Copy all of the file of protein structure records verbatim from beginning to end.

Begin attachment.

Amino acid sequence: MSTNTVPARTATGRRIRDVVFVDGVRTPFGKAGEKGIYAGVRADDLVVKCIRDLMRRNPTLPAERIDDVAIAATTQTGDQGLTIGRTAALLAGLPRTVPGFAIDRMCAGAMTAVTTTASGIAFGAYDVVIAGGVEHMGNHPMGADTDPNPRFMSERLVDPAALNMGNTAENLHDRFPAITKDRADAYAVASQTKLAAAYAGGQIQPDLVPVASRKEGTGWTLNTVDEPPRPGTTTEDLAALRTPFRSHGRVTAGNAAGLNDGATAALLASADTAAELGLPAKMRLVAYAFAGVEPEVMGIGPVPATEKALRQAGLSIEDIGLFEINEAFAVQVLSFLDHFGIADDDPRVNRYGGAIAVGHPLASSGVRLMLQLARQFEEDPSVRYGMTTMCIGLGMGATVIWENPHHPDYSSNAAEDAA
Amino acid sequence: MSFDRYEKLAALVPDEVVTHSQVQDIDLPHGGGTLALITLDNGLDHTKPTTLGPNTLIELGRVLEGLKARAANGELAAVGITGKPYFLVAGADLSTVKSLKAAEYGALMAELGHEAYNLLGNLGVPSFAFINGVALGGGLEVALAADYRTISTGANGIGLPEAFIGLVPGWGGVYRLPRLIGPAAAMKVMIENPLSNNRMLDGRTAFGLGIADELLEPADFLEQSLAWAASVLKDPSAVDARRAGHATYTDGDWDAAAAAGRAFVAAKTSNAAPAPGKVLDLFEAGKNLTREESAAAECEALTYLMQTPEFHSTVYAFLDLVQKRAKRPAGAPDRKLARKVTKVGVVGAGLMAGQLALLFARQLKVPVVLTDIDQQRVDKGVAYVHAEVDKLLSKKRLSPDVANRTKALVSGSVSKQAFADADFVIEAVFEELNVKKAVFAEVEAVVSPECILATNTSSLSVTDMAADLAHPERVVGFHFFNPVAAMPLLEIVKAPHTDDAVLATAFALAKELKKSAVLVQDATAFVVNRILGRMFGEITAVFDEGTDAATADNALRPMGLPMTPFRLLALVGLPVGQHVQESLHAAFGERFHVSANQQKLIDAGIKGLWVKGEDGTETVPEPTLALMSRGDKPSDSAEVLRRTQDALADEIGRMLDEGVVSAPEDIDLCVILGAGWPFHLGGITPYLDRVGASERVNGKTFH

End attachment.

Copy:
Amino acid sequence: MSTNTVPARTATGRRIRDVVFVDGVRTPFGKAGEKGIYAGVRADDLVVKCIRDLMRRNPTLPAERIDDVAIAATTQTGDQGLTIGRTAALLAGLPRTVPGFAIDRMCAGAMTAVTTTASGIAFGAYDVVIAGGVEHMGNHPMGADTDPNPRFMSERLVDPAALNMGNTAENLHDRFPAITKDRADAYAVASQTKLAAAYAGGQIQPDLVPVASRKEGTGWTLNTVDEPPRPGTTTEDLAALRTPFRSHGRVTAGNAAGLNDGATAALLASADTAAELGLPAKMRLVAYAFAGVEPEVMGIGPVPATEKALRQAGLSIEDIGLFEINEAFAVQVLSFLDHFGIADDDPRVNRYGGAIAVGHPLASSGVRLMLQLARQFEEDPSVRYGMTTMCIGLGMGATVIWENPHHPDYSSNAAEDAA
Amino acid sequence: MSFDRYEKLAALVPDEVVTHSQVQDIDLPHGGGTLALITLDNGLDHTKPTTLGPNTLIELGRVLEGLKARAANGELAAVGITGKPYFLVAGADLSTVKSLKAAEYGALMAELGHEAYNLLGNLGVPSFAFINGVALGGGLEVALAADYRTISTGANGIGLPEAFIGLVPGWGGVYRLPRLIGPAAAMKVMIENPLSNNRMLDGRTAFGLGIADELLEPADFLEQSLAWAASVLKDPSAVDARRAGHATYTDGDWDAAAAAGRAFVAAKTSNAAPAPGKVLDLFEAGKNLTREESAAAECEALTYLMQTPEFHSTVYAFLDLVQKRAKRPAGAPDRKLARKVTKVGVVGAGLMAGQLALLFARQLKVPVVLTDIDQQRVDKGVAYVHAEVDKLLSKKRLSPDVANRTKALVSGSVSKQAFADADFVIEAVFEELNVKKAVFAEVEAVVSPECILATNTSSLSVTDMAADLAHPERVVGFHFFNPVAAMPLLEIVKAPHTDDAVLATAFALAKELKKSAVLVQDATAFVVNRILGRMFGEITAVFDEGTDAATADNALRPMGLPMTPFRLLALVGLPVGQHVQESLHAAFGERFHVSANQQKLIDAGIKGLWVKGEDGTETVPEPTLALMSRGDKPSDSAEVLRRTQDALADEIGRMLDEGVVSAPEDIDLCVILGAGWPFHLGGITPYLDRVGASERVNGKTFH